The Pfizer BioNTech vaccine BNT162b2 is likely to be effective against the B1.1.7 variant of SARS-CoV-2, even though its efficacy is modestly affected, say scientists at the University of Cambridge. However, when the E484K mutation – first seen in the South African variant – is added, it substantially increases the amount of antibody required to prevent infection.
Pfizer BioNTech vaccine likely to be effective against B1.1.7 strain of SARS-CoV-2
The preliminary data, which have yet to be to peer-reviewed and relate to only a small number of patients, also suggest that a significant proportion of over 80-year-olds may not be sufficiently protected against infection until they have received their second dose of the vaccine.
As the SARS-CoV-2 virus replicates and spreads, errors in its genetic code can lead to changes in the virus. Towards the end of 2020, the Cambridge-led COVID-19 Genomics UK (COG-UK) Consortium identified a variant of the virus (now known as B1.1.7) which includes important changes that change the structure of the Spike protein, including the ΔH69/ΔV70 and Δ144/145 amino acid deletions and N501Y, A570D and P681H mutations. Researchers at Cambridge/COG-UK now report seeing a number of virus sequences that also include the E484K mutation, first seen in the South African variant.
The emergence of the B1.1.7 strain has led to strict lockdown measures in the UK because of concerns over its transmissibility. There is particular concern that these changes might enable the virus to ‘escape’ the newly-developed vaccines, which typically target the Spike protein.
The UK has begun rolling out two vaccines – the Pfizer BioNTech vaccine and the Oxford AstraZeneca vaccine. The efficacy of the vaccines can be boosted by a second dose; however, in order to reach as large a number of people as possible in a short amount of time, the government has concentrated on delivering a first dose to as many individuals as possible by giving the second dose at 12 weeks, rather than three.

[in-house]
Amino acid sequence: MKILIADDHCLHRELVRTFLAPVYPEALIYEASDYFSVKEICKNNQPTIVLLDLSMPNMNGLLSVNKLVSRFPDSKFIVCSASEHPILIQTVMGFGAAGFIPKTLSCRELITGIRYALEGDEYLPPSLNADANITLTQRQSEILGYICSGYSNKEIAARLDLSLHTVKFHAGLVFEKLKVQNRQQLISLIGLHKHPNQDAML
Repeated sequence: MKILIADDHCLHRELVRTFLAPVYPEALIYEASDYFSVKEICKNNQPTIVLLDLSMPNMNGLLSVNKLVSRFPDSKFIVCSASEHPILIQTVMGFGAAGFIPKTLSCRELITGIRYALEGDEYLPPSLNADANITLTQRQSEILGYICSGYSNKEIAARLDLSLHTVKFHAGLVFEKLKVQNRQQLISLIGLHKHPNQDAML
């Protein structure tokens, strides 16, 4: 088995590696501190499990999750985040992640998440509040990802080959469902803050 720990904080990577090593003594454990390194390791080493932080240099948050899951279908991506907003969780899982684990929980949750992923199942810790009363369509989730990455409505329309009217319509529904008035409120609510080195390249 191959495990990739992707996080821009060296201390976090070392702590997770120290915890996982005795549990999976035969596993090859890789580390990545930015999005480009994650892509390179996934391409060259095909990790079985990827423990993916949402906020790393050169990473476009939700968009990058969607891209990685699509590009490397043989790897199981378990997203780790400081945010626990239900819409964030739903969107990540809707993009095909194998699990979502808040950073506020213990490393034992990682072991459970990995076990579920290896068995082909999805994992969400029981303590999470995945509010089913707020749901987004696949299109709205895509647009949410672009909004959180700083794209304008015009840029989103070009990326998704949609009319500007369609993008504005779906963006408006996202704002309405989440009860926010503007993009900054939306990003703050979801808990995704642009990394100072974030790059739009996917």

Researchers at the Cambridge Institute of Therapeutic Immunology & Infectious Disease (CITIID), University of Cambridge, working in collaboration with the NIHR Covid-19 BioResource, used blood samples from 26 individuals who had received their first dose of the Pfizer vaccine three weeks previously, to extract serum, which contains antibodies raised in response to the vaccine. The age range of the volunteers was 29 to 89 years.
Working under secure conditions, the team created a synthetic version of the SARS-CoV-2 virus, known as a pseudovirus. When they tested the individuals’ sera against this pseudovirus, they found that all but seven of the individuals had levels of antibodies sufficiently high to neutralise the virus – that is, to protect against infection.
Image: Syringe and vaccine
Reproduced courtesy of the University of Cambridge
The University of Cambridge is acknowledged as one of the world's leading higher education and research institutions. The University was instrumental in the formation of the Cambridge Network and its Vice- Chancellor, Professor Stephen Toope, is also the President of the Cambridge Network.